It wasn’t until second or third grade that I began to internalize what my teachers thought of me. My teachers expected me to achieve, so in a kind of self-fulfilling prophecy, I began to achieve at high levels. My mother once recounted to me a horrifying story about her coming home, only to discover that nine-year-old me was stressing about an upcoming state science exam. When she asked me why I felt so anxious, I responded that I had heard the teachers talking about me, and they had expressed a certainty that I would get a perfect score. Suddenly, I felt not only an obligation to perform well, but to perform perfectly. My intelligence, my achievement and my sense of self became inextricably and dangerously linked.

The moral of the story? Sociology will fuck you up.

 

New Yorker Cartoon linked here

Edited by Ruby Samuels

 

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Natural Disasters Don’t See Red or Blue

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      AP Photo/David J. Phillip

By Grace Armstrong
Most of my memories are from Houston, Texas. I wasn’t born in Houston, but about a year after I was born in Atlanta, Georgia, my family hiked it to Houston for my mom’s new job. I’ll never forget the time we had a class field trip to the Alamo; the pure joy I felt that one December when it slightly snowed for four seconds; seeing a police officer pursuing a car on horseback. But the things I remember the most are the hurricanes. Read More »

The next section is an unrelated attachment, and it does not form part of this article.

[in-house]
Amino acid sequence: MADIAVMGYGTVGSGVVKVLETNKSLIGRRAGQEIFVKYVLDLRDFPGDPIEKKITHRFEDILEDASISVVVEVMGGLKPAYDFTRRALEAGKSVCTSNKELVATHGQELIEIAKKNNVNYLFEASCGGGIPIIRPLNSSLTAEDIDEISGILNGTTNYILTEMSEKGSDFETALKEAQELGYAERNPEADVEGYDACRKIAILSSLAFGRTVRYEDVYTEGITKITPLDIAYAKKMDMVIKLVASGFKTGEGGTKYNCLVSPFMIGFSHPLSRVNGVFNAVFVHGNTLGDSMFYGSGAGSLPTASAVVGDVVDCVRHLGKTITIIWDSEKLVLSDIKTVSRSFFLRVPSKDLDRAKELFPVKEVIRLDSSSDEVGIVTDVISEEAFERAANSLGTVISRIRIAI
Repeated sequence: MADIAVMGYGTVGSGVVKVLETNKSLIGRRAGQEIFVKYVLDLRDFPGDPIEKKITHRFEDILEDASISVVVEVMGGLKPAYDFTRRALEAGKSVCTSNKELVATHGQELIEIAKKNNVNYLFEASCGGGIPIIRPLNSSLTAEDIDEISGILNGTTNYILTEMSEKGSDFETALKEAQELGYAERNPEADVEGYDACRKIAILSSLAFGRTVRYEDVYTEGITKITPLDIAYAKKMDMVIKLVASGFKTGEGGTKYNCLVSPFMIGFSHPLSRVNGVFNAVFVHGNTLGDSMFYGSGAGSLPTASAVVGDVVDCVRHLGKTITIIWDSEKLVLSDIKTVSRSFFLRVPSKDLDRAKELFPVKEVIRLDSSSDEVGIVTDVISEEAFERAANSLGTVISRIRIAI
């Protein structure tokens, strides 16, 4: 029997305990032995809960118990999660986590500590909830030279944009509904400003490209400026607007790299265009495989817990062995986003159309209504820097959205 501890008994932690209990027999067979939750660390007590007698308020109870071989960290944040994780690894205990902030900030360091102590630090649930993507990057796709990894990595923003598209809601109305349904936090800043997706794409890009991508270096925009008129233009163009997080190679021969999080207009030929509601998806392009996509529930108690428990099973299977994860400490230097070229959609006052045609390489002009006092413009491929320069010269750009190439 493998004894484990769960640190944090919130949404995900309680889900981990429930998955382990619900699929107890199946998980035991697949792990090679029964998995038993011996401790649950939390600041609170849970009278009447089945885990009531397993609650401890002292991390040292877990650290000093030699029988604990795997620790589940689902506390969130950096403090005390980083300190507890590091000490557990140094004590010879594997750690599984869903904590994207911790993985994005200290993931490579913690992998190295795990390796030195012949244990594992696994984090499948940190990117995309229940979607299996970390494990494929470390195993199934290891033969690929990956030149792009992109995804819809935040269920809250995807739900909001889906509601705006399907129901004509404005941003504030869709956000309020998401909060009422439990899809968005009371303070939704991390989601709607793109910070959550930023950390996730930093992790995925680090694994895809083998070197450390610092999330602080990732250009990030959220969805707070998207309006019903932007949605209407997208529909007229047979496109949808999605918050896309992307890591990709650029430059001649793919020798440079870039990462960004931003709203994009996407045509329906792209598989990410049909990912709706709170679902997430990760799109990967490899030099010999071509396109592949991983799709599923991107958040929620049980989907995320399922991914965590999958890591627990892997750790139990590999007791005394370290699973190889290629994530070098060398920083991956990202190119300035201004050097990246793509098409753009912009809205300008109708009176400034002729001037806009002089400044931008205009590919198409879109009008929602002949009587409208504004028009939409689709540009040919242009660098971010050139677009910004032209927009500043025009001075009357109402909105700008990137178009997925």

Letter From The New Editor

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By Ruby Samuels

Allow me to introduce myself: I am Ruby Samuels. I enjoy writing, running, boxing, talking to strangers and long walks on the beach. I also enjoy being part of the Barnard Bite, which I am proud, excited and nervous to announce has elected me Editor-in-Chief.